Archbishop Gregory Aymond of New Orleans prayed for victims of Hurricane Isaac as the archdiocese’s Catholic Charities affiliate assesses damage and helps those affected.
Archbishop Gregory M. Aymond of New Orleans prayed for victims of Hurricane Isaac, as the archdiocese's Catholic Charities affiliate assesses damage and helps those affected: “God has always promised to protect us in challenging times, and we ask that God does that now, especially with those who are struggling. Bless us and help us reach those in need.” Visit this article from CNA to read more.
Tropical Storm Isaac neared hurricane strength Monday night, closing on the Gulf Coast with a projected landfall a day short of the seventh anniversary of the devastating Hurricane Katrina.
With an El Nino developing in the eastern Pacific, and the current severe drought in the United States and other food-exporting countries, the world could be facing another food crisis unless there is an international effort to solve it. “Above all, we need to respect life and therefore make available for every person a minimum of food so that life may be possible,” said Archbishop Silvano Tomasi, the Permanent Observer of Holy See to the United Nations in Geneva. Visit this article to read more.
Across the Sahel, on the edge of the Sahara desert, more than 18 million people are at risk of severe hunger and malnutrition in the West Africa food crisis. Severe droughts, poor harvests, conflict and rising food prices have left many surviving on just one meal a day, if that. These are real people suffering from real hunger.
The situation in Ambon, capital of the Moluccas (Indonesia) is still critical a week on from a violent wave of floods that have killed at least 10 people and flooded of about 700 homes. Until last night the area was still affected by heavy rains, which hampered rescue operations, the civilian population remains in emergency shelters and the return to normal daily life is still far away. People are waiting for aid and basic necessities; Christian associations have promoted initiatives of solidarity for the displaced. Visit this article for more.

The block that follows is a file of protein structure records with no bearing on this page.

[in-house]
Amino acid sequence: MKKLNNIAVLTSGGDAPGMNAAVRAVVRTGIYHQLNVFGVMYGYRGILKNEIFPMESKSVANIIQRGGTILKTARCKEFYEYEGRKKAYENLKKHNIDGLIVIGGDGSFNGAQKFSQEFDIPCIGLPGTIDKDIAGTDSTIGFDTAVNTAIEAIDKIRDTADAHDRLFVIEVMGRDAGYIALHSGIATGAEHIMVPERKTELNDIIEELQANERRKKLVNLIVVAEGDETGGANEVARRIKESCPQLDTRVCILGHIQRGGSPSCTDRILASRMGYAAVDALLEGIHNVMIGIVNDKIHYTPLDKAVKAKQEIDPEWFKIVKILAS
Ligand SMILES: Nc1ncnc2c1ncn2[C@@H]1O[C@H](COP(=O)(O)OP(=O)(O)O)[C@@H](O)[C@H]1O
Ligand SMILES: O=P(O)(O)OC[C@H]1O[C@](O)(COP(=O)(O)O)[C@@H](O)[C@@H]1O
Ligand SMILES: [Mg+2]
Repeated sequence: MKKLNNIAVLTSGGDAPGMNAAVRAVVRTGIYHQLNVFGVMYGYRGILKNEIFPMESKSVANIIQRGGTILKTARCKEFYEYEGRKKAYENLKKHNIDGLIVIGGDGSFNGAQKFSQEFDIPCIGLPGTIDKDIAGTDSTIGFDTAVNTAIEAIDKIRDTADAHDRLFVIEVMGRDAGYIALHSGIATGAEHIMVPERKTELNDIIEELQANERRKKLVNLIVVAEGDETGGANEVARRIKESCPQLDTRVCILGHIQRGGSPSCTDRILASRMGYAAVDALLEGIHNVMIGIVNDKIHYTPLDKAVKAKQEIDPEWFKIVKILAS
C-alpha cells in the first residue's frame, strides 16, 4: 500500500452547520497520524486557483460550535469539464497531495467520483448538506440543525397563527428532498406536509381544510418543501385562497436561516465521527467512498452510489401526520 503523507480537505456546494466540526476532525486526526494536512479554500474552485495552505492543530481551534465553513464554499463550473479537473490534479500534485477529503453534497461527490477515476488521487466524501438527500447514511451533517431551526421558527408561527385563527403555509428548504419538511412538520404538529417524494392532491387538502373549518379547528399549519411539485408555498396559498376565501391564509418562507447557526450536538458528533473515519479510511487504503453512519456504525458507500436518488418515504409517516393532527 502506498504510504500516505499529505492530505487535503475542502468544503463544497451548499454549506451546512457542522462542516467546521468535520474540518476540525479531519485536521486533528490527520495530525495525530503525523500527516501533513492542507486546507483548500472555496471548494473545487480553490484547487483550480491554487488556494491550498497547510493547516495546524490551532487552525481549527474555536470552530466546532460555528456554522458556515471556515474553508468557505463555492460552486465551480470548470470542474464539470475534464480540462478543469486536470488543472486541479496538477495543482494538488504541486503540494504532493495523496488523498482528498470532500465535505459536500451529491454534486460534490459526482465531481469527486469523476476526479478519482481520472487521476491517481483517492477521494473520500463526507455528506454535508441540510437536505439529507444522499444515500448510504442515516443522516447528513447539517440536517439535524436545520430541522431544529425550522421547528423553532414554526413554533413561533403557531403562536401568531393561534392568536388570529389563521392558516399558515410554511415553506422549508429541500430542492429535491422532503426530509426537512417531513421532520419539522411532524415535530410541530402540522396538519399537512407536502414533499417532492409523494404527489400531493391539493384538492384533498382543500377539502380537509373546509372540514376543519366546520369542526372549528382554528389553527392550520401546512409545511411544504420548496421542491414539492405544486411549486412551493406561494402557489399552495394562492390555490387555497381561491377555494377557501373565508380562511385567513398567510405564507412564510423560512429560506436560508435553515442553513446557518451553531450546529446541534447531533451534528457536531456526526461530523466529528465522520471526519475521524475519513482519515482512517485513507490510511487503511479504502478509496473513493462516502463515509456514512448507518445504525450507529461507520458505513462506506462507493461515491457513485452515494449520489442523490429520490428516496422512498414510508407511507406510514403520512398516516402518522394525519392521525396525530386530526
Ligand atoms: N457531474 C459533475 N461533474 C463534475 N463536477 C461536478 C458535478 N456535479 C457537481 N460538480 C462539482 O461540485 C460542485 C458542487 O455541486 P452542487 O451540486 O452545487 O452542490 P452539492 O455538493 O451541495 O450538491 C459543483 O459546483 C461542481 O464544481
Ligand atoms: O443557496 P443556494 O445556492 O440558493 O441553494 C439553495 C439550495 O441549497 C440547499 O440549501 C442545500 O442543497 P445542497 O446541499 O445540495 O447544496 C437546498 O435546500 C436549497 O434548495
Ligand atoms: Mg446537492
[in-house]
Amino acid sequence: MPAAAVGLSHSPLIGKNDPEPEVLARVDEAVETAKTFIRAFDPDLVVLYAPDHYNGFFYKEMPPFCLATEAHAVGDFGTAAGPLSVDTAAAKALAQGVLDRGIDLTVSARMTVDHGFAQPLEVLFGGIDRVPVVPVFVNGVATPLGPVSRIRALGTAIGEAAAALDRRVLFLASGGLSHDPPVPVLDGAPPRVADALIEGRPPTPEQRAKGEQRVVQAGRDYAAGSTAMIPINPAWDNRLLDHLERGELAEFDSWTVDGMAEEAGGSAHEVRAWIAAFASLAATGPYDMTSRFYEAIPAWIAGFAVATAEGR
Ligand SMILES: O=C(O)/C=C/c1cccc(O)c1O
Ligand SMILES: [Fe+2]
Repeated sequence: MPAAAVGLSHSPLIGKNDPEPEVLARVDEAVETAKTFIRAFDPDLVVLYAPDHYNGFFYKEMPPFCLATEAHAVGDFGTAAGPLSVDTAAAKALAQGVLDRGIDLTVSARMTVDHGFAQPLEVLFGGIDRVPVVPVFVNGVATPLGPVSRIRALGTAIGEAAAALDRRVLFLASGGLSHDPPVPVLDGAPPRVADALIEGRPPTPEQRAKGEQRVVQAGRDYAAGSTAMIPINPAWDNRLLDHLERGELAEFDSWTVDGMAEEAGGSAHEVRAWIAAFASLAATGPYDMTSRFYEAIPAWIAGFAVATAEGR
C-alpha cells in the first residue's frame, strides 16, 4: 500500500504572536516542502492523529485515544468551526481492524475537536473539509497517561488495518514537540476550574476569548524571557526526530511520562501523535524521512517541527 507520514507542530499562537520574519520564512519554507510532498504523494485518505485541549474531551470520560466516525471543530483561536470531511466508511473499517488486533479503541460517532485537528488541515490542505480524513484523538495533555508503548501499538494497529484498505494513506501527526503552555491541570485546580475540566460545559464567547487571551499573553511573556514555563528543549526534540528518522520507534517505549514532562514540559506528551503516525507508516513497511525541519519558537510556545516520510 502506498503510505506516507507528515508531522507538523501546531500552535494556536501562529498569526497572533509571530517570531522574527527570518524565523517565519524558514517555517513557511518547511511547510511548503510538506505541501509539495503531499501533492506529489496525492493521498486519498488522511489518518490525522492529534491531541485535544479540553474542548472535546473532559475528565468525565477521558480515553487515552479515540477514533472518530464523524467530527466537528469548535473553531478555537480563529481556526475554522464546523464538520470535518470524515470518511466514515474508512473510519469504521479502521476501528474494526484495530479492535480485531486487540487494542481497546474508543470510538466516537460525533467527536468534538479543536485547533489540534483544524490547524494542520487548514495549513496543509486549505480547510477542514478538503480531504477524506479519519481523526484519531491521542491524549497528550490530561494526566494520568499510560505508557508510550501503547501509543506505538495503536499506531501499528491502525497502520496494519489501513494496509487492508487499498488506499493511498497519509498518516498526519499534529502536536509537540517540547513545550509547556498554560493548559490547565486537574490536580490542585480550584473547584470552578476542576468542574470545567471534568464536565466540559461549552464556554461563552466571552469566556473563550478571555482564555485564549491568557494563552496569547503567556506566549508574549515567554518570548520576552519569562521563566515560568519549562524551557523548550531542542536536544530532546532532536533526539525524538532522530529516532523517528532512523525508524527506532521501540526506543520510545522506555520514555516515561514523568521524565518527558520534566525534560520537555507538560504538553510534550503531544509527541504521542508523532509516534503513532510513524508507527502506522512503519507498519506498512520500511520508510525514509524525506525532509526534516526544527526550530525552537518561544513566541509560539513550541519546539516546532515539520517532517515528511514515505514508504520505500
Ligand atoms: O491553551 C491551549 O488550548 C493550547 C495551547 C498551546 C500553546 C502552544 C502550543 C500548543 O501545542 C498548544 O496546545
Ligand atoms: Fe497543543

The lights come back in India today after two days of power outages that left than 600 million people in the dark more. The three power grids in the north, northeast and east of the country collapsed, affecting 20 of 28 states in the country. The power outage threw small and big cities into chaos, causing traffic jams, accidents, serious disruption to the rail network and subway transportation, in addition to the daily problems related to lack of electricity in homes. Visit this article to read more.
For the second day in row on Tuesday, a massive power outage left much of northern India without power, leaving Khan and 600 million other Indians — roughly half the country’s 1.2 billion population — in the dark. The day before, about 370 million were without power.
Communist authorities in China are cracking down on the seven priests of the Diocese of Heilongjiang who opposed the ordination of Father Joseph Yue Fusheng to the episcopate.
On the feast of Our Lady of Mount Carmel, the patroness of fishermen, a Spanish bishop expressed solidarity with fishermen and their families amid the economic crisis affecting their industry.
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